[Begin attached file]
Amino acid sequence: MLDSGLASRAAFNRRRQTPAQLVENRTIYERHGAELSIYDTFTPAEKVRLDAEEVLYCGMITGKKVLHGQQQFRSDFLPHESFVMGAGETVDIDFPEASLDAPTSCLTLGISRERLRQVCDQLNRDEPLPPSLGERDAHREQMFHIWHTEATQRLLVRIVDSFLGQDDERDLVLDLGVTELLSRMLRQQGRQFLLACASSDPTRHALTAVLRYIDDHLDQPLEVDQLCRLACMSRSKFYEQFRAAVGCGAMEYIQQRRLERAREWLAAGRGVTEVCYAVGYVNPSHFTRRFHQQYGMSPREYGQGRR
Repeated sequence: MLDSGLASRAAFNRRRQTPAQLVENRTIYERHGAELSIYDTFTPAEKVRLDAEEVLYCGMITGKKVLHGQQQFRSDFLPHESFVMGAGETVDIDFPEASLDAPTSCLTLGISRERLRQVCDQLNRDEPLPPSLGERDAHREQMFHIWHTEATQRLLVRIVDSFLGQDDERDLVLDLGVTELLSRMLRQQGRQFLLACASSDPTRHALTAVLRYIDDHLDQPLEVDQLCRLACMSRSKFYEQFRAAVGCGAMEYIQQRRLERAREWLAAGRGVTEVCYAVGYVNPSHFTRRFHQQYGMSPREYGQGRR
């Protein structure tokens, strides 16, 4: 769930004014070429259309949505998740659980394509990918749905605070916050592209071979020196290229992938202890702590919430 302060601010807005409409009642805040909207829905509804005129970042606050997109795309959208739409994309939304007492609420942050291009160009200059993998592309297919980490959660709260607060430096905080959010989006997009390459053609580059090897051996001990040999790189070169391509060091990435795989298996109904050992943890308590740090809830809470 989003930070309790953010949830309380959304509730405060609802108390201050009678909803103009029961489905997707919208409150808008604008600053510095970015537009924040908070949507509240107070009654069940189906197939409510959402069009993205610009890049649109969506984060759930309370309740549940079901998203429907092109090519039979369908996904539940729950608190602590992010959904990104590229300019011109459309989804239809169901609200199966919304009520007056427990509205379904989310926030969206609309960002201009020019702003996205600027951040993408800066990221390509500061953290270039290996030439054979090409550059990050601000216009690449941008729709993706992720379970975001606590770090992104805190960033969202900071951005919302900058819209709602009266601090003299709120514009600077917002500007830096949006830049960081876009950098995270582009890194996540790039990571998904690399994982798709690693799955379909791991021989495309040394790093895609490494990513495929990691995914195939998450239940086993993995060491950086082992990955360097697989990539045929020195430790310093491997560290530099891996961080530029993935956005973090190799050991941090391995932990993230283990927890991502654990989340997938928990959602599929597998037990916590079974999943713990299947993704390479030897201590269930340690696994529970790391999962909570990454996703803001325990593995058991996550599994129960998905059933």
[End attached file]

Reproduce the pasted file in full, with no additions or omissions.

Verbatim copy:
Amino acid sequence: MLDSGLASRAAFNRRRQTPAQLVENRTIYERHGAELSIYDTFTPAEKVRLDAEEVLYCGMITGKKVLHGQQQFRSDFLPHESFVMGAGETVDIDFPEASLDAPTSCLTLGISRERLRQVCDQLNRDEPLPPSLGERDAHREQMFHIWHTEATQRLLVRIVDSFLGQDDERDLVLDLGVTELLSRMLRQQGRQFLLACASSDPTRHALTAVLRYIDDHLDQPLEVDQLCRLACMSRSKFYEQFRAAVGCGAMEYIQQRRLERAREWLAAGRGVTEVCYAVGYVNPSHFTRRFHQQYGMSPREYGQGRR
Repeated sequence: MLDSGLASRAAFNRRRQTPAQLVENRTIYERHGAELSIYDTFTPAEKVRLDAEEVLYCGMITGKKVLHGQQQFRSDFLPHESFVMGAGETVDIDFPEASLDAPTSCLTLGISRERLRQVCDQLNRDEPLPPSLGERDAHREQMFHIWHTEATQRLLVRIVDSFLGQDDERDLVLDLGVTELLSRMLRQQGRQFLLACASSDPTRHALTAVLRYIDDHLDQPLEVDQLCRLACMSRSKFYEQFRAAVGCGAMEYIQQRRLERAREWLAAGRGVTEVCYAVGYVNPSHFTRRFHQQYGMSPREYGQGRR
């Protein structure tokens, strides 16, 4: 769930004014070429259309949505998740659980394509990918749905605070916050592209071979020196290229992938202890702590919430 302060601010807005409409009642805040909207829905509804005129970042606050997109795309959208739409994309939304007492609420942050291009160009200059993998592309297919980490959660709260607060430096905080959010989006997009390459053609580059090897051996001990040999790189070169391509060091990435795989298996109904050992943890308590740090809830809470 989003930070309790953010949830309380959304509730405060609802108390201050009678909803103009029961489905997707919208409150808008604008600053510095970015537009924040908070949507509240107070009654069940189906197939409510959402069009993205610009890049649109969506984060759930309370309740549940079901998203429907092109090519039979369908996904539940729950608190602590992010959904990104590229300019011109459309989804239809169901609200199966919304009520007056427990509205379904989310926030969206609309960002201009020019702003996205600027951040993408800066990221390509500061953290270039290996030439054979090409550059990050601000216009690449941008729709993706992720379970975001606590770090992104805190960033969202900071951005919302900058819209709602009266601090003299709120514009600077917002500007830096949006830049960081876009950098995270582009890194996540790039990571998904690399994982798709690693799955379909791991021989495309040394790093895609490494990513495929990691995914195939998450239940086993993995060491950086082992990955360097697989990539045929020195430790310093491997560290530099891996961080530029993935956005973090190799050991941090391995932990993230283990927890991502654990989340997938928990959602599929597998037990916590079974999943713990299947993704390479030897201590269930340690696994529970790391999962909570990454996703803001325990593995058991996550599994129960998905059933």